The “takes” on last night’s election will be coming fast and furious today, so I’ll make mine short:

* If the #MeToo moment cannot be said to have won this election outright, it had as much or more to do with Jones’ win as anything else. The national conversation about sexual abuse lasered in on Alabama after The Washington Post blew the lid off Moore’s sordid behavior, and last night’s election will stand in history as another chapter in our ongoing national reckoning.

* Jones has to run again in 2020, which means he has to start campaigning for re-election tomorrow, and he is still a senator from Alabama. Just because he won doesn’t mean Alabama has suddenly become Berkeley. A less toxic candidate than Moore may very well have prevailed. In order to help his chances back home, I strongly suspect Jones will be breaking with the Democratic caucus on any number of important votes. Doug Jones is not Roy Moore, but that doesn’t mean he’s going to be Ted Kennedy.

Note to the Democratic Party: Nothing is impossible. You won in Alabama. I hope you took notes.

* Amazing and refreshing as this victory is, the fact remains that a man repeatedly accused of child molestation came within less than 2 percentage points of defeating a man who successfully prosecuted the Klan members responsible for murdering four little girls at the 16th Street Baptist Church in 1963. White Trump voters still turned out for Moore in numbers large enough to make it dangerously close. This, to me, is proof that high turnout actually works … and in order to beat back the forces of Trump and Moore, high turnout will have to be commonplace every election from here on out. It is also proof that despite this win, white supremacy and misogyny are very much alive in Alabama and beyond.

* While it is undeniably wonderful that a ghoul like Roy Moore has been thwarted, the Democrats are going to miss him, election-wise, in 2018. Had Moore won, every GOP candidate for the midterms would be forced to address his wilder claims, and the entire Republican Party would be painted with that brush. That might have been enough to win back the Senate majority, and maybe even flip the House. Of course, it is vastly preferable not to have Moore in the United States Senate … but he would have made a damn fine Typhoid Mary, afflicting his fellow Republicans with his own words and deeds.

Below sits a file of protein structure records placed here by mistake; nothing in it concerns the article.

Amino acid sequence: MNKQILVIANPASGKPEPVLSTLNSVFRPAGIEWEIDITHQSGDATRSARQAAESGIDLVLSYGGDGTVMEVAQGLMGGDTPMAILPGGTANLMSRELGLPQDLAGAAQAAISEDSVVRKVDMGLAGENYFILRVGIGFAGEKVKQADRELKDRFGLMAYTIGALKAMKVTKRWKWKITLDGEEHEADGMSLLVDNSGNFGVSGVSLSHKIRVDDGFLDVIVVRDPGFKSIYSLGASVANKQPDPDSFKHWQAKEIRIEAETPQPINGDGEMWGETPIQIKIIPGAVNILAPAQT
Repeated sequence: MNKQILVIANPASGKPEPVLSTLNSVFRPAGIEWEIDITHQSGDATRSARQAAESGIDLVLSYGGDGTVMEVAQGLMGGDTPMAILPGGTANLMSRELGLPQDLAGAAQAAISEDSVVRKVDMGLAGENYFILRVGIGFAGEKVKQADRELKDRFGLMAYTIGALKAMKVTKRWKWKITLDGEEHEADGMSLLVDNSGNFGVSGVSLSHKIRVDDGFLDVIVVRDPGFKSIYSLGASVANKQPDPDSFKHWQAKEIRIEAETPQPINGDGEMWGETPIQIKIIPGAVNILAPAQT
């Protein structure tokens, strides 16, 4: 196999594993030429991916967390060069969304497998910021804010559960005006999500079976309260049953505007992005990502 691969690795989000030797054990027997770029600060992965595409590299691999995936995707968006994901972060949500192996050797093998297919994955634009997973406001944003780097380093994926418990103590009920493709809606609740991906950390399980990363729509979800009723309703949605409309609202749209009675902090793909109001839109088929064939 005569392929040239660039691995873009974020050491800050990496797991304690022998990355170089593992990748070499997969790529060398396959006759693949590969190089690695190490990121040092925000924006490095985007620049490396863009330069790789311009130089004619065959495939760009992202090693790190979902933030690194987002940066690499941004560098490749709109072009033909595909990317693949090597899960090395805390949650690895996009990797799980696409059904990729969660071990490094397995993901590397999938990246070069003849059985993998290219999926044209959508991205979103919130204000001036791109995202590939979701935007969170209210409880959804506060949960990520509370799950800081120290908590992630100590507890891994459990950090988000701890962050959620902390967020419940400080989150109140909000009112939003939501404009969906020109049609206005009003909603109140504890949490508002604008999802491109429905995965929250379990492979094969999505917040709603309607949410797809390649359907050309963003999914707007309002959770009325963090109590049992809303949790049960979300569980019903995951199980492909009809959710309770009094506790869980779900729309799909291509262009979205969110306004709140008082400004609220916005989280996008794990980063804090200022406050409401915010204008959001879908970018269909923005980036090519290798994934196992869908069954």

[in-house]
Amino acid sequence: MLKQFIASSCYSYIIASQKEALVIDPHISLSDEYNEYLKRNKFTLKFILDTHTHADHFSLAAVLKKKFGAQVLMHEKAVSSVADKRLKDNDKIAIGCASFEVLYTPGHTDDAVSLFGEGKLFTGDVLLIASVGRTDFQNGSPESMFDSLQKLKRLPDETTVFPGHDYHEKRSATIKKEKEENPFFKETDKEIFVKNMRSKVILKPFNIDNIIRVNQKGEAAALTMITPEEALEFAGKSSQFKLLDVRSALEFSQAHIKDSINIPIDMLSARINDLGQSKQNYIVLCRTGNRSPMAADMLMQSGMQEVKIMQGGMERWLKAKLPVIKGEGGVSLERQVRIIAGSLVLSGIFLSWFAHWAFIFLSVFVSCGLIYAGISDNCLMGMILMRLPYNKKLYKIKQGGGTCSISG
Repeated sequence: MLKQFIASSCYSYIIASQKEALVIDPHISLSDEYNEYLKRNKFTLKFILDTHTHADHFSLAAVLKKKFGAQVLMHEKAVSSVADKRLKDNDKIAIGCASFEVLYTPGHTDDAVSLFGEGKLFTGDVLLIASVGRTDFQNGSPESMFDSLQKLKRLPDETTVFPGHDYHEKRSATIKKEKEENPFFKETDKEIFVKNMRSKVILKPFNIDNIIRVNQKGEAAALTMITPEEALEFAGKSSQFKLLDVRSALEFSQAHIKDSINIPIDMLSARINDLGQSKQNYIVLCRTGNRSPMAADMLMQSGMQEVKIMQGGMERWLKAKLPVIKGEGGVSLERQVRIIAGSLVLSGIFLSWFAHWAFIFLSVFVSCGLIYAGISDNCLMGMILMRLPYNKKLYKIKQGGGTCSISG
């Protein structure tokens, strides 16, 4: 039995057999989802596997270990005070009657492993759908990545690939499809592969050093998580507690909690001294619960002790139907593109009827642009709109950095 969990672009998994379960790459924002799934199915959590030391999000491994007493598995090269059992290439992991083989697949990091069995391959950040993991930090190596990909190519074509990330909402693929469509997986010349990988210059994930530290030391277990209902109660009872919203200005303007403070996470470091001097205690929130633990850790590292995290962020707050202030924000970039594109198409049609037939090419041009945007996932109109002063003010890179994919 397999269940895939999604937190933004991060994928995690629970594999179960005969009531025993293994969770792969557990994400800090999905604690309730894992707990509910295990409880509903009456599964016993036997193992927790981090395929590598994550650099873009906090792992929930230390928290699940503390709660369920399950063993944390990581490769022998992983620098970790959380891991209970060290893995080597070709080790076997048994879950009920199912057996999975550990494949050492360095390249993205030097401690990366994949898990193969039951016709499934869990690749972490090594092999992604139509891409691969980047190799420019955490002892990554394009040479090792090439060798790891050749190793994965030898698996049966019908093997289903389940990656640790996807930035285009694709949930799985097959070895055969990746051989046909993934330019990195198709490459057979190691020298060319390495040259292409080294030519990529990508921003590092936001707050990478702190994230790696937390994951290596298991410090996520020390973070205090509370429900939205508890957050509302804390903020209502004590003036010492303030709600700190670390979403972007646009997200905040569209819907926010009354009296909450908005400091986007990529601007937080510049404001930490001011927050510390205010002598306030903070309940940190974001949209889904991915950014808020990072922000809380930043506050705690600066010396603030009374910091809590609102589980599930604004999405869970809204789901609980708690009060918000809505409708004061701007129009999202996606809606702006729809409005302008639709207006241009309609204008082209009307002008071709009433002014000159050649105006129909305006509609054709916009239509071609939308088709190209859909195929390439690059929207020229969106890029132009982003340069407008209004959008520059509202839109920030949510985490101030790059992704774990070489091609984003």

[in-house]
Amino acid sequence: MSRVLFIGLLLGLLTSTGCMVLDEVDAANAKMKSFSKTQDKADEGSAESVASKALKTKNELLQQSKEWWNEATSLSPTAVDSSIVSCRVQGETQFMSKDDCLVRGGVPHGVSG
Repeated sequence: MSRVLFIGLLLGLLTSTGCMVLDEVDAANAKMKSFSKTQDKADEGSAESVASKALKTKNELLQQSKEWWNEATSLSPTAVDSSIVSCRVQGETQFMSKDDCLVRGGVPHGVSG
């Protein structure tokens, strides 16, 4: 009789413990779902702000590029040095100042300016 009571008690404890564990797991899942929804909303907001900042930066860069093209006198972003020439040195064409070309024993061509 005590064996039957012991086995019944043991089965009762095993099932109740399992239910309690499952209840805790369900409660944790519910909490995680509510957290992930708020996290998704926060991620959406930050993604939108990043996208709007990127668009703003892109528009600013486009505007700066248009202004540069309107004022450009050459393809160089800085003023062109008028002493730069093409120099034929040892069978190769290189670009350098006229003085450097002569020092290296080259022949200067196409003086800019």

* This election will have no immediate effect on the Senate, as McConnell has promised not to seat the winner until after the New Year.

* Note to the Democratic Party: Nothing is impossible. You won in Alabama. I hope you took notes.

* Finally, odds are good that many voices today will proclaim the Trump Revolution to be over. While the president has indeed been handed a stinging rebuke that he will surely handle in his usual calm and measured way, the fact remains that some 35 percent of the country still believes his tweets are all being carved onto stone tablets somewhere. A great swath of Congress is still irrationally petrified of him because of his unswerving base, and that fact alone swings some weight. The walls have closed in on Trump a bit more, to be sure, but Moore’s defeat does not count as a mortal blow.

The walls have closed in on Trump a bit more, to be sure, but Moore’s defeat does not count as a mortal blow.

Finally, this: I am, in my own way, a son of Alabama. My father is buried there, as is his father and mother. I was a page in the Alabama state senate during Shelby’s first term, and had the run of the haunted old capitol building all the way back to when my father worked for Don Siegelman in the secretary of state’s office. My father was the United States attorney out of Montgomery for most of the Clinton administration, and was chairman of the Alabama Democratic Party in the grim years after the 2000 election debacle and the September 11 attacks. It was a hard hustle.

If my father wasn’t already dead, Tuesday night might have killed him. For stalwart FDR Democrats like him — and there are many in Alabama — men like Roy Moore are an unendurable humiliation. Had he been alive to see the outcome of this vote, my dad would have howled from his porch into the Birmingham night until the wee hours, or until they finally arrested him, whichever came first. He would have been surpassingly proud of his home state last night, and deservedly so.

When I was a boy, I once saw George Wallace wheeled in to the Alabama capitol building via the back door. He looked green. Last night, the state of Alabama — reddest of the red — shook the green hand of Wallace off its shoulder and looked forward. If it can happen there, it can happen anywhere.